What Makes a REAL Nurse?

It takes a special man or woman to be a nurse. Although, throughout my career, I hate to say I have encountered a few sour apple RNs. For me, I can’t understand that way of life. If you’re not happy with what you’re doing–how can you continue doing it? But, I realize everyone has a unique personality and skill-set. I just think that you should optimize what you’ve got. Because, if you don’t, you won’t ever make a difference! Life is short, make tiny but significant changes to the earth while you’re on it. Basically, the following post is a list of the traits I personally think not only make a great nurse, but all nurses should really have.

1. Compassion

As a nurse, you are frequently attending to patients who are absolutely terrified. These people can be children, mothers, elderly, whoever. You have to be mindful of what they’re going through. The best nurses are well aware of how their patients are feeling when they treat them. Also, the best nurses need compassion to understand how unruly family of patients might only be acting out of fear for a loved one. Once you can understand another person, you can interact with them in a way more positive way.

2. Patience

In the medical profession, patience is more than a virtue. Its the only way you can make it through the day. There’s a lot of dealing with other people’s needs. Not only the patients, but their families and even your co-workers. Let’s face it, hospitals are naturally stressful environments. And it often, there are a million things on hand you’ve got to worry about while on the floor. But, you have to think about what is most important. For someone who is sick, they need reassurance and care. You can’t rush through anything that involves the well-being of a person. You need to focus as much time as you need without getting worked up.

3. Professionalism

There’s a time and place for jokes…one place that is not appropriate for fooling around though is at work. Especially for a nurse. Yes, laughter is the best medicine, but only when administered in the right doses. And its important to give off a professional vibe so that your hospital’s visitors and patients know that they are in the most qualified hands. Your job as a nurse is to put others’ minds at ease, not fear that they are in the care of untrained amateurs. Also, you are going to encounter some highly disturbing things at work as a nurse, but you need to learn to not let it phase you.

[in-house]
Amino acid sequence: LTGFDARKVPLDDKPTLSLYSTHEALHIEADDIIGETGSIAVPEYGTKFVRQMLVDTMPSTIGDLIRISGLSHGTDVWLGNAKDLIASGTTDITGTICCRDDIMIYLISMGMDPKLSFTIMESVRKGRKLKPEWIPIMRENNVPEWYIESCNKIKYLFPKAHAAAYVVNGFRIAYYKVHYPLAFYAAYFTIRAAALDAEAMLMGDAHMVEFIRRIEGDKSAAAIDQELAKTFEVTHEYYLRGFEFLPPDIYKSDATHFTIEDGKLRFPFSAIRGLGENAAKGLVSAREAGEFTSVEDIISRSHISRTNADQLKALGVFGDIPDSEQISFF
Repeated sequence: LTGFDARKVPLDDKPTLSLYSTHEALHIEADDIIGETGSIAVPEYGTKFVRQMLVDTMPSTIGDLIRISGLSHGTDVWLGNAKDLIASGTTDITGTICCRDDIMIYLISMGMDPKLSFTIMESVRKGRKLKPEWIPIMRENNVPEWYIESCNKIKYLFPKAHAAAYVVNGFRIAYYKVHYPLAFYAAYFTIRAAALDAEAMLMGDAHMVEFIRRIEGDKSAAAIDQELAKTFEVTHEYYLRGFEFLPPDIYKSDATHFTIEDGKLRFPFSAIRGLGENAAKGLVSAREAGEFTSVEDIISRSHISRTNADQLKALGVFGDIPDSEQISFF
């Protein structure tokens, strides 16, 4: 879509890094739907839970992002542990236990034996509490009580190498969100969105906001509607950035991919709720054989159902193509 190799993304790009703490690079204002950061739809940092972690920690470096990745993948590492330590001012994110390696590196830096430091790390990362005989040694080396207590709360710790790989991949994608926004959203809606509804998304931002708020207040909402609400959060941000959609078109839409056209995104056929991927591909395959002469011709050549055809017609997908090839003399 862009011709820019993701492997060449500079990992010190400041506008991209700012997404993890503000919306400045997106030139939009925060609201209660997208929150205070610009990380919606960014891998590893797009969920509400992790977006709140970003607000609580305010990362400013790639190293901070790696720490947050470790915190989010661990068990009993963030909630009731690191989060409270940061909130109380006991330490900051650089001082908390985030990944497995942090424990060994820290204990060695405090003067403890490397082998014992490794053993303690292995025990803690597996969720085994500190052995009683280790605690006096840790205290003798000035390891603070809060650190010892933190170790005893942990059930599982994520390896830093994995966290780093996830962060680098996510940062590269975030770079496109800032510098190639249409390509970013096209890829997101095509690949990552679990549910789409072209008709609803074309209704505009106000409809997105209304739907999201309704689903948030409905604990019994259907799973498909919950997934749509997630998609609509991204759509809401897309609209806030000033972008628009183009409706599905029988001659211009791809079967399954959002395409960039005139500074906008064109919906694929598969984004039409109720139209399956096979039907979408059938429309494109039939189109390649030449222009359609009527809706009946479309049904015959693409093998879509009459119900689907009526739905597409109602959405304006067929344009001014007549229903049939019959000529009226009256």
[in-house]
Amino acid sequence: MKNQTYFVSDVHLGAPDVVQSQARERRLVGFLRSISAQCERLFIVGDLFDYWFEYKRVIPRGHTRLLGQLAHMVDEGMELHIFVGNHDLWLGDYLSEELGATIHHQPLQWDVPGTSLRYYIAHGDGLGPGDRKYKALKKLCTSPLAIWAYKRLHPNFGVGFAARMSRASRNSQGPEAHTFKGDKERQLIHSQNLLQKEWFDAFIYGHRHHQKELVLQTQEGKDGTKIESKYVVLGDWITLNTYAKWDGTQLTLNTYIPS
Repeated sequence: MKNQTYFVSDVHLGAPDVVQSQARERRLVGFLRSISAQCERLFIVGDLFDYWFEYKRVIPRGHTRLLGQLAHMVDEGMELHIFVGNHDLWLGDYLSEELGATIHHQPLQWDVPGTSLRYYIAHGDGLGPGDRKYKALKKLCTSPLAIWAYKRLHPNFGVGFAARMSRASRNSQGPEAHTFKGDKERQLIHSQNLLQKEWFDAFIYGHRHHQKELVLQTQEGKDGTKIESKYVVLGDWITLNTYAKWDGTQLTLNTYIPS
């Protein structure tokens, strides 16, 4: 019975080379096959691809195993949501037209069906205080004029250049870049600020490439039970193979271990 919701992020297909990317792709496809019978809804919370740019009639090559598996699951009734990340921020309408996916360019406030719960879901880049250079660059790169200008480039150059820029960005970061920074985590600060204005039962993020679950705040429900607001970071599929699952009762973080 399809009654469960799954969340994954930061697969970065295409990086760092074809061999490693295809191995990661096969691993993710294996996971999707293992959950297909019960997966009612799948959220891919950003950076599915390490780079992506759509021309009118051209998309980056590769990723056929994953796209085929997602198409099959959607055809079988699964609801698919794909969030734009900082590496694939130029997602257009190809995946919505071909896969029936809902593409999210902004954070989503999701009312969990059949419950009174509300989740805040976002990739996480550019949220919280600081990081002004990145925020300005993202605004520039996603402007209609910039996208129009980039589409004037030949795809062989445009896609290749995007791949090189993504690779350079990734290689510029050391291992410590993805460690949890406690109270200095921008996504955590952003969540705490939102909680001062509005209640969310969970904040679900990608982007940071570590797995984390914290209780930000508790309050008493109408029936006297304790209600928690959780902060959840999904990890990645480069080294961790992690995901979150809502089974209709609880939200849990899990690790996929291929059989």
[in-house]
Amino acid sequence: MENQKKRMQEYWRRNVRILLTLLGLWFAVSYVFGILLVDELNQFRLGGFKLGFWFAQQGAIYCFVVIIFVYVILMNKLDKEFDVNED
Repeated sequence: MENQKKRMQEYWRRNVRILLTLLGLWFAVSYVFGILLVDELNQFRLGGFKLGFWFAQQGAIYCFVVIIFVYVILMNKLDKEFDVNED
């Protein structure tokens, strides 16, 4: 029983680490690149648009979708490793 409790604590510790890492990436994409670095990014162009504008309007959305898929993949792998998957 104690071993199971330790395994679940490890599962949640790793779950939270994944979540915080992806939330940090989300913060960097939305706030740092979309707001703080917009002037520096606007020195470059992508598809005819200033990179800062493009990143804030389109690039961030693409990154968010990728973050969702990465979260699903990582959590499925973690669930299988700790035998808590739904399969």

4. Good Judgement

All nurses should be skilled in the art of thinking on their toes. You need to assess a situation post haste and be able to evaluate the best route of treatment. Anyone who has trouble making smart decisions on the fly should probably consider choosing a new profession. A fraction of a second can mean the difference between life and death. Practicality comes into play as an RN as well. For example, radical treatment that rarely works and causes unbearable pain may not be the right thing to do in certain cases, but it may be all you really can do in other circumstances.

5. Strong Communication Skills

In a career where you are around people all day, you need to have superior social skills. You need to effectively get information from patients to provide to doctors and assess the best possible ways to suit their needs. If you aren’t a good listener, you run the risk of overlooking a major issue. You also need to be able to interact with families. Skill in communication is an absolute must so you can properly interact with families and co-workers.

6. Strong Levels of Endurance

There’s seldom time to rest your feet as a nurse. You constantly need to be on the floor rushing around. And hours are long. Plus under-staffing is a huge issue that causes a need to do a lot more than you may have initially signed up for. You need physical and mental endurance.

7. A Thick Skin

A nurse simply doesn’t have time to be emotional. You’re going to encounter deaths, sad stories, you name it. Sick children with terminal illness might check-in. You need to keep a straight face and not let it get to you. Or, at least not let it show on the outside or affect your performance.

8. Flexibility

You need to be able to adapt to the gamut of issues. Sometimes the day will throw you a curve ball or something you’ve never seen or dealt with before and you need to be able to put it together under pressure.


Author: Travel Nurse Source

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